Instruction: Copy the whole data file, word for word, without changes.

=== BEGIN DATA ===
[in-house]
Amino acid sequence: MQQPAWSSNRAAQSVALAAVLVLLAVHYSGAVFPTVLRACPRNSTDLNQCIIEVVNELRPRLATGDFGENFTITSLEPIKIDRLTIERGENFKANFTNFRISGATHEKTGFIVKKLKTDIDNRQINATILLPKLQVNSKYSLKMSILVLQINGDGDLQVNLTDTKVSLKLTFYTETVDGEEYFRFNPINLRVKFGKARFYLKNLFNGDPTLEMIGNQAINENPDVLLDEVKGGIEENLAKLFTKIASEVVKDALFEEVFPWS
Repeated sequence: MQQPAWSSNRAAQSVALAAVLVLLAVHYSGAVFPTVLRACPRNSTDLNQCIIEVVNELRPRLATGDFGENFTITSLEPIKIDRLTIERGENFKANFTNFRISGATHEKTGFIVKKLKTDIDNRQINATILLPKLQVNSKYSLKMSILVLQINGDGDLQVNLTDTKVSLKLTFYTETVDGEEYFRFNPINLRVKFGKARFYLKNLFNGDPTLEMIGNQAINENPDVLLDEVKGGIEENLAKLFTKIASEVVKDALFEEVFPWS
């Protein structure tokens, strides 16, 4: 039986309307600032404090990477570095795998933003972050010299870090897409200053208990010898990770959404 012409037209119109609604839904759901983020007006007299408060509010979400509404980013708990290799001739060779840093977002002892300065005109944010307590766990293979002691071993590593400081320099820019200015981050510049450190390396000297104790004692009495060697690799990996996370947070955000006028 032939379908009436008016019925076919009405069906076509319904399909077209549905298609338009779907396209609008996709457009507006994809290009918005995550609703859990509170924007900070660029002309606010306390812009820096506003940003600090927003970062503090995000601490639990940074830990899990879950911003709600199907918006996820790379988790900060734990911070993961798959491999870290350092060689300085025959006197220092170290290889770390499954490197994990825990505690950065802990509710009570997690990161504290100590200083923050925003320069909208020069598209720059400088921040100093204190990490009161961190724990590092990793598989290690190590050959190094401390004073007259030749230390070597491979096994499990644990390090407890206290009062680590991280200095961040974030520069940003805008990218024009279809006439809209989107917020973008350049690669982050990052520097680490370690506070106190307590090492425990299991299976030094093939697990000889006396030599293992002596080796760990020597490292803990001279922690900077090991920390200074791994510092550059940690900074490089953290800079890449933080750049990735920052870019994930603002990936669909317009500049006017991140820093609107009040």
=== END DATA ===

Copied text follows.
[in-house]
Amino acid sequence: MQQPAWSSNRAAQSVALAAVLVLLAVHYSGAVFPTVLRACPRNSTDLNQCIIEVVNELRPRLATGDFGENFTITSLEPIKIDRLTIERGENFKANFTNFRISGATHEKTGFIVKKLKTDIDNRQINATILLPKLQVNSKYSLKMSILVLQINGDGDLQVNLTDTKVSLKLTFYTETVDGEEYFRFNPINLRVKFGKARFYLKNLFNGDPTLEMIGNQAINENPDVLLDEVKGGIEENLAKLFTKIASEVVKDALFEEVFPWS
Repeated sequence: MQQPAWSSNRAAQSVALAAVLVLLAVHYSGAVFPTVLRACPRNSTDLNQCIIEVVNELRPRLATGDFGENFTITSLEPIKIDRLTIERGENFKANFTNFRISGATHEKTGFIVKKLKTDIDNRQINATILLPKLQVNSKYSLKMSILVLQINGDGDLQVNLTDTKVSLKLTFYTETVDGEEYFRFNPINLRVKFGKARFYLKNLFNGDPTLEMIGNQAINENPDVLLDEVKGGIEENLAKLFTKIASEVVKDALFEEVFPWS
């Protein structure tokens, strides 16, 4: 039986309307600032404090990477570095795998933003972050010299870090897409200053208990010898990770959404 012409037209119109609604839904759901983020007006007299408060509010979400509404980013708990290799001739060779840093977002002892300065005109944010307590766990293979002691071993590593400081320099820019200015981050510049450190390396000297104790004692009495060697690799990996996370947070955000006028 032939379908009436008016019925076919009405069906076509319904399909077209549905298609338009779907396209609008996709457009507006994809290009918005995550609703859990509170924007900070660029002309606010306390812009820096506003940003600090927003970062503090995000601490639990940074830990899990879950911003709600199907918006996820790379988790900060734990911070993961798959491999870290350092060689300085025959006197220092170290290889770390499954490197994990825990505690950065802990509710009570997690990161504290100590200083923050925003320069909208020069598209720059400088921040100093204190990490009161961190724990590092990793598989290690190590050959190094401390004073007259030749230390070597491979096994499990644990390090407890206290009062680590991280200095961040974030520069940003805008990218024009279809006439809209989107917020973008350049690669982050990052520097680490370690506070106190307590090492425990299991299976030094093939697990000889006396030599293992002596080796760990020597490292803990001279922690900077090991920390200074791994510092550059940690900074490089953290800079890449933080750049990735920052870019994930603002990936669909317009500049006017991140820093609107009040």